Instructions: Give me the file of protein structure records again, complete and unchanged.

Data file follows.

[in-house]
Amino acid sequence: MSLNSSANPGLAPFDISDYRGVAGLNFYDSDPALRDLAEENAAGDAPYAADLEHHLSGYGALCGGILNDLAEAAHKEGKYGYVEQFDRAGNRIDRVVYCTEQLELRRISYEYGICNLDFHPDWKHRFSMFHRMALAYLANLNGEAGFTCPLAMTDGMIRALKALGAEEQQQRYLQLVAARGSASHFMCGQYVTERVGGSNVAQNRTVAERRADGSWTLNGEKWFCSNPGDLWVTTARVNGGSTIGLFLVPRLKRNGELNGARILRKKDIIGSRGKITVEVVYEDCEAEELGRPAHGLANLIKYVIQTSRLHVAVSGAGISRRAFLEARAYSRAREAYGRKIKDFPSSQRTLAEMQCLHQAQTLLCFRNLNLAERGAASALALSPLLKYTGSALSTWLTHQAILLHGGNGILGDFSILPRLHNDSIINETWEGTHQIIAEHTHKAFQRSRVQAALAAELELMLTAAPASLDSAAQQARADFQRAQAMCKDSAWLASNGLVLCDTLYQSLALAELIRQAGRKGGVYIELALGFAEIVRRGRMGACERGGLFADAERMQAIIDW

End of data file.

[in-house]
Amino acid sequence: MSLNSSANPGLAPFDISDYRGVAGLNFYDSDPALRDLAEENAAGDAPYAADLEHHLSGYGALCGGILNDLAEAAHKEGKYGYVEQFDRAGNRIDRVVYCTEQLELRRISYEYGICNLDFHPDWKHRFSMFHRMALAYLANLNGEAGFTCPLAMTDGMIRALKALGAEEQQQRYLQLVAARGSASHFMCGQYVTERVGGSNVAQNRTVAERRADGSWTLNGEKWFCSNPGDLWVTTARVNGGSTIGLFLVPRLKRNGELNGARILRKKDIIGSRGKITVEVVYEDCEAEELGRPAHGLANLIKYVIQTSRLHVAVSGAGISRRAFLEARAYSRAREAYGRKIKDFPSSQRTLAEMQCLHQAQTLLCFRNLNLAERGAASALALSPLLKYTGSALSTWLTHQAILLHGGNGILGDFSILPRLHNDSIINETWEGTHQIIAEHTHKAFQRSRVQAALAAELELMLTAAPASLDSAAQQARADFQRAQAMCKDSAWLASNGLVLCDTLYQSLALAELIRQAGRKGGVYIELALGFAEIVRRGRMGACERGGLFADAERMQAIIDW